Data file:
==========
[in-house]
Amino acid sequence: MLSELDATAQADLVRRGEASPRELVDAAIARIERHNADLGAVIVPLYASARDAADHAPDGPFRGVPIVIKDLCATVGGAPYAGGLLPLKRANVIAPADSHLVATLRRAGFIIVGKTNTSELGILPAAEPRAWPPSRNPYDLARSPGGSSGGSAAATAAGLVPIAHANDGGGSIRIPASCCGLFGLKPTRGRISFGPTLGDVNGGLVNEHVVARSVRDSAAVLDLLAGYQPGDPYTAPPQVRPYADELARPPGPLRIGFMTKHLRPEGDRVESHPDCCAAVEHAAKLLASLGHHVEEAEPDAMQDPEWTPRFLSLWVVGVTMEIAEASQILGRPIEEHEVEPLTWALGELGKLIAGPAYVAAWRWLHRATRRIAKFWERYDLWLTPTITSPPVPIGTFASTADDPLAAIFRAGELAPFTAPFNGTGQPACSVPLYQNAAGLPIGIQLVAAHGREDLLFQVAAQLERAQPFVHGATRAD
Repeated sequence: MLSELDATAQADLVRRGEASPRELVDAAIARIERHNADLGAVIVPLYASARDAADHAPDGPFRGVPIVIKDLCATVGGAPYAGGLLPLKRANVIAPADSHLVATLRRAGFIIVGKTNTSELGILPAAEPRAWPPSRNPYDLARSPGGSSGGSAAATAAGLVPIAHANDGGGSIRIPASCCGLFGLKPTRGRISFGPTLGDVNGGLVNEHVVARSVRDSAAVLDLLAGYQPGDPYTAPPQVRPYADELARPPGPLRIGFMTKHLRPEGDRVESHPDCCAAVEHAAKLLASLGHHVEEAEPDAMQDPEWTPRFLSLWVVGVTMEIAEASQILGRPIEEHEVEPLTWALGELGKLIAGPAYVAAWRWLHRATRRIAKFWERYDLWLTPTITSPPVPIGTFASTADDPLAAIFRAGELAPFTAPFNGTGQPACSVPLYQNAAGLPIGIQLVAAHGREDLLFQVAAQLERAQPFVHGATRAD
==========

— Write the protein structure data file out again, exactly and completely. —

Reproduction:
[in-house]
Amino acid sequence: MLSELDATAQADLVRRGEASPRELVDAAIARIERHNADLGAVIVPLYASARDAADHAPDGPFRGVPIVIKDLCATVGGAPYAGGLLPLKRANVIAPADSHLVATLRRAGFIIVGKTNTSELGILPAAEPRAWPPSRNPYDLARSPGGSSGGSAAATAAGLVPIAHANDGGGSIRIPASCCGLFGLKPTRGRISFGPTLGDVNGGLVNEHVVARSVRDSAAVLDLLAGYQPGDPYTAPPQVRPYADELARPPGPLRIGFMTKHLRPEGDRVESHPDCCAAVEHAAKLLASLGHHVEEAEPDAMQDPEWTPRFLSLWVVGVTMEIAEASQILGRPIEEHEVEPLTWALGELGKLIAGPAYVAAWRWLHRATRRIAKFWERYDLWLTPTITSPPVPIGTFASTADDPLAAIFRAGELAPFTAPFNGTGQPACSVPLYQNAAGLPIGIQLVAAHGREDLLFQVAAQLERAQPFVHGATRAD
Repeated sequence: MLSELDATAQADLVRRGEASPRELVDAAIARIERHNADLGAVIVPLYASARDAADHAPDGPFRGVPIVIKDLCATVGGAPYAGGLLPLKRANVIAPADSHLVATLRRAGFIIVGKTNTSELGILPAAEPRAWPPSRNPYDLARSPGGSSGGSAAATAAGLVPIAHANDGGGSIRIPASCCGLFGLKPTRGRISFGPTLGDVNGGLVNEHVVARSVRDSAAVLDLLAGYQPGDPYTAPPQVRPYADELARPPGPLRIGFMTKHLRPEGDRVESHPDCCAAVEHAAKLLASLGHHVEEAEPDAMQDPEWTPRFLSLWVVGVTMEIAEASQILGRPIEEHEVEPLTWALGELGKLIAGPAYVAAWRWLHRATRRIAKFWERYDLWLTPTITSPPVPIGTFASTADDPLAAIFRAGELAPFTAPFNGTGQPACSVPLYQNAAGLPIGIQLVAAHGREDLLFQVAAQLERAQPFVHGATRAD